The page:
Things to Remember When They Forget
My mom hides her purse behind her pillow at night. Inside her bag is a roll of pencils, a set of steel pliers, a wallet full of change, four hair curlers, safety gloves, a deck of playing cards and three rubber bands. Why is her bag in that specific spot and as heavy as a box of rocks? A child of the Great Depression, I suspect it’s because she was raised to keep your valuables close, and to throw nothing away. But if you were to ask my mom, she could not tell you why she is carrying the contents of a plumber’s toolbox in her pocketbook. She probably wouldn’t even recognize it as her own. My mom suffers from dementia. She?s all mixed up and she knows it.
Since my father passed away over four years ago, I’ve watched my mother slip deeper and deeper into a shadowy fog of memory loss. The most difficult part is watching her observe the changes in herself. “I just don’t know what’s happening to me. I used to be so on top of things,” she will often lament. Beyond historical events, her cache of recent memories is fleeting. The furniture in our home where she has lived for 35 years is unrecognizable to her. The day of the week, the month, even the year: all are beyond her powers of retention. Facts and details flit away like butterflies.
What is most remarkable – aside from the fact that modern medicine cannot find a cure – is my mom’s resilience in the face of this cruel disease. She tries to laugh. Sometimes she is silly. And even when she doesn’t know where we’re headed, she willingly climbs into the car and comes along for the ride. Rarely does she get upset.
Her situation is certainly not unique. According to the Center for Disease Control, the numbers surrounding dementia are staggering. Worldwide, there are now an estimated 24 million people living with some form of dementia. Sooner or later, we all will deal with parents and loved ones whose health and memories are failing them. As my siblings and I learn to care for my mom, here are some of the lessons I have found to be important.
Get the paperwork in order…
My mom used to keep meticulous records. But as her forgetfulness grows, her efficiency diminishes. In order to establish personal management over finances, our family consulted an advisor and reviewed my mom’s budget, assets, insurance policy and pension benefits. Consider establishing Power of Attorney as well as Medical PoA. If you need to register a joint checking account in order to pay bills, begin the process now. Consolidate any outstanding debt or credit card balances into one payment plan. Carve out a living will and trust if they are not already in place. Keep an active list of all the medications and physician records in the case of an emergency. This often takes time on the ground with the bank, over the phone with agents or in meetings with accountants and lawyers. Summon up as much patience as possible and take the process in steps. Baby steps. You will be pleased with yourself later should your parent get to a stage where you need to be in more control of matters.
Accept them where they are…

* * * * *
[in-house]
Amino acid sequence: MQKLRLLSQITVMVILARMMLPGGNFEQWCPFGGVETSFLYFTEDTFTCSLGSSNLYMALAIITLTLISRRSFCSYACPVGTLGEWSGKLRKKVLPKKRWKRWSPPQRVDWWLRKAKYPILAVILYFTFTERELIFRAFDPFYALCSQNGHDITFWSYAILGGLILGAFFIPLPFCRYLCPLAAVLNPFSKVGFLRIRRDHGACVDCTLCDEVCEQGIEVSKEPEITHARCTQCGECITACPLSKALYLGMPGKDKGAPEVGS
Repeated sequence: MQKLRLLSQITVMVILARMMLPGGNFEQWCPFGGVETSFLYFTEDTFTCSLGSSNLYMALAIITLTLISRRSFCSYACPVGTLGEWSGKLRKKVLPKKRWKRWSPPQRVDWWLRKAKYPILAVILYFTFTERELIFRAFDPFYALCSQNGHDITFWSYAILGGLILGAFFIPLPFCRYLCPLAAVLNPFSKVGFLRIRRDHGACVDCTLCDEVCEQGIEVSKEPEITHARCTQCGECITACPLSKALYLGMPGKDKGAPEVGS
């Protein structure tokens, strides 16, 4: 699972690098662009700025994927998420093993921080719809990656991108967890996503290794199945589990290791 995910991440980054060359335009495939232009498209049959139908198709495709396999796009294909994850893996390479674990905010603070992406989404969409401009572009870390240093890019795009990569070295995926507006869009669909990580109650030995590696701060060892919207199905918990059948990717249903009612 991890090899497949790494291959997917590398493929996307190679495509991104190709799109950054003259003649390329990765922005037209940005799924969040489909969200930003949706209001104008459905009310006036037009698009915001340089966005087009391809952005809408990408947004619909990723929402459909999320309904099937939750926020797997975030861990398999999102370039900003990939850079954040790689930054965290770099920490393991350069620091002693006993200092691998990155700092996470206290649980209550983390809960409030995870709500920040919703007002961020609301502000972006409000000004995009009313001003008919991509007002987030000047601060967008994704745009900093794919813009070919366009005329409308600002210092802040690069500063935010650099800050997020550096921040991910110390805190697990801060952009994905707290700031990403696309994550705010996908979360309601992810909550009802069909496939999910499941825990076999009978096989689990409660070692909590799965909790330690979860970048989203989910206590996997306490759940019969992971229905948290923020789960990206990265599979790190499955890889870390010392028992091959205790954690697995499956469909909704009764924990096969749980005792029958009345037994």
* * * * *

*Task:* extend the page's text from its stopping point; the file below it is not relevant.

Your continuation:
Growing up, my mother took great pride in her family’s appearance, including her own. Now I need to remind her on a daily basis to bathe or change her clothes. Although deep down you may want the younger version of your mom or dad back, try to accept your loved one and their current limitations. Concentrate on the now. I draw gratitude from the simple. I am happy that my mom is trying. She is welcoming and warm. She smiles. She is happy to spend time with her grandchildren. My mom still recognizes my voice on the phone. I no longer probe for answers, as it simply flusters her when she cannot recall the details. Instead, I am content that she trusts me to handle her personal matters. She wants to hold my hand during her doctors’ visits.
Mourning the loss of what she used to do – cooking a meal, knitting a sweater, volunteering, calling me on my birthday – only takes away from the small blessings that we still enjoy together.
Put yourself in her shoes (or slippers)…
My mom tires early in the day now and talks incessantly about when we’ll next eat. She repeats herself over and over again, almost to comfort herself with the one or two tales she has not forgotten. She is fixated on making cups of tea and washing her sheets. In this flurry of manic activity, I look at her and see the woman who cleaned and cooked for five growing children; the mom who drove me from mall to mall in the hunt for the perfect prom dress. The sewer; the diaper changer; the listener; the peacemaker. She took in a cousin and raised her as a sister. She buried a husband and cared for her own invalid mother who lived in our house for over a decade. After 74 years, I might be confused and absent of information too. I try to imagine how she feels at this stage of her life, during the moments when I begin to grow impatient with the endless questions and her pace and her wonder.
We have my mother on medication in the form of a memory patch, which she wears daily. I’ve contacted neurologists who have screened my mom. Most confess to having no certain answers. We could take some more of my mom’s blood, try another pill, or register her for hyperbaric oxygen chamber treatments. We will attempt some of these if time and the need warrants. For now, I’ll just watch and learn from the master. She will tell me everything.
Everything she remembers, that is.